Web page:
Savannah educator’s battle with stage 4 breast cancer

Paulina Tawil didn’t know how strong she was until being strong was the only choice she had.
Three days before her fortieth birthday in 2007 the c-bomb was dropped on her.
“I just actually went to scratch myself. I had an itch and scratched, and upon that I felt a little bump..
Doctors thought it was a cyst, but breast cancer surprised her and them.
The plan of treatment she chose included chemotherapy, a mastectomy, and reconstruction later.
In 8 years , October of 2014 — the cancer made an aggressive comeback.
“In my liver and in my bones, and so I’ve continued treatment since October of 2014 and so I will always be on some form of treatment. So it’s nothing that ever really goes away.”
Now she’s trying all she can to fight stage IV known as metastatic static breast cancer.
“I don’t want to leave one page unturned. If exercising helps, if eating certain foods helps, if doing certain treatments helps, whatever helps I’m gonna try.”
The wife, mother of 4, and retired teacher exercises with a personal trainer at Candler Hospital’s Wellness Center twice a week
Her faith gets her by day to day.
“Without my faith I don’t think I would be able to make it like I do or even have the attitude that I do. I know that whatever is dealt to me I can handle.”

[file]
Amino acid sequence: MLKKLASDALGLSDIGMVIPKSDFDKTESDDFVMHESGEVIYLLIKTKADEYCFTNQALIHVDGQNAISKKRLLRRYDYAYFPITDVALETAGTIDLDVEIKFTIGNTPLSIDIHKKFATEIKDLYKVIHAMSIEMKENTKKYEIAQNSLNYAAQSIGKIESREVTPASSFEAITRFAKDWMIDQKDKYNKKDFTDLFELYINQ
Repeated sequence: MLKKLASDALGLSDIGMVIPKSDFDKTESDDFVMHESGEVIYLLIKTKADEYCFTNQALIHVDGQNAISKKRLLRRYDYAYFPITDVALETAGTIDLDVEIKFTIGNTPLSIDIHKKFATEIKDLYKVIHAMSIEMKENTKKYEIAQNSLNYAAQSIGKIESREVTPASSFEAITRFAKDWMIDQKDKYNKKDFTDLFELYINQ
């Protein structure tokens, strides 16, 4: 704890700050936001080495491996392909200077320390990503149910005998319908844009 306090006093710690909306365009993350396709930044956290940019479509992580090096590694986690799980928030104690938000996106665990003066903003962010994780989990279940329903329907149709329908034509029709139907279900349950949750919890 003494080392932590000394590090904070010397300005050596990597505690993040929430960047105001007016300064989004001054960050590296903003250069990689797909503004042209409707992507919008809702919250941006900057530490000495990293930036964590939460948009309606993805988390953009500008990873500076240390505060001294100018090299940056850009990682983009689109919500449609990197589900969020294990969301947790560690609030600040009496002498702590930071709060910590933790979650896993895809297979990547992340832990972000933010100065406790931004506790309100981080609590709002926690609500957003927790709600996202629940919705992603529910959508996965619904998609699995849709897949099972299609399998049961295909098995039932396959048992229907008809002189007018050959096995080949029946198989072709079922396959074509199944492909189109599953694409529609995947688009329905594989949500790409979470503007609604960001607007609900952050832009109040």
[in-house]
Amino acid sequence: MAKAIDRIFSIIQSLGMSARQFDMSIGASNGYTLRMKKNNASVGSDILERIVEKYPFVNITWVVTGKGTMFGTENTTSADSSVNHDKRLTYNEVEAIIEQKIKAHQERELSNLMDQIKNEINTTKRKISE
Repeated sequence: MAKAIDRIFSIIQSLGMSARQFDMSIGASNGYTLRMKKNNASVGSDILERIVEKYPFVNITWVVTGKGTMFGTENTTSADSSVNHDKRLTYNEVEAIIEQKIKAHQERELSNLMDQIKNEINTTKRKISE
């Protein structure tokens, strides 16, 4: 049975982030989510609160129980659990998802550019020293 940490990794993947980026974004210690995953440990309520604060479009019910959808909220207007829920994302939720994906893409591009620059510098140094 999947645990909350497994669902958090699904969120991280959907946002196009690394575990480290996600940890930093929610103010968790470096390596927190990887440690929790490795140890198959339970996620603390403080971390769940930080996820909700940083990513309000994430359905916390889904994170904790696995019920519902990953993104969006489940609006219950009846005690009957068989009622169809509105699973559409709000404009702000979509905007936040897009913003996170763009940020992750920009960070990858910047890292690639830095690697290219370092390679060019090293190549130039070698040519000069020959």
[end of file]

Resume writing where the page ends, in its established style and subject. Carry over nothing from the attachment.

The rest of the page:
The survival rate for people with metastatic breast cancer is 5 years , but some have lived longer.
“I do think about that. There’s days when you just have that attitude I’ve got this I’m gonna beat those odds. I wanna be that statistic that exceeds the norm and so I feel like you have to work at it to get there.
As she rebuilds her zest for life Paulina knows tomorrow is not promised, but today her life is for her family. She says she feels for her family more than herself.
Her greatest worry.
“I guess you always want to see who your children become. And just knowing that if I will have that opportunity.”
Paulina doesn’t have a family history and doesn’t have the gene.
Now she’s teaching her kids not to dismiss anything that’s not normal.
Her daughter Gabby just graduated from St. Vincent’s this year.
She was presented a $500 scholarship from the Tutus’ for Tatas group at Savannah Arts Academy
This is the first year they’ve awarded a scholarship to a student whose parent is fighting breast cancer.

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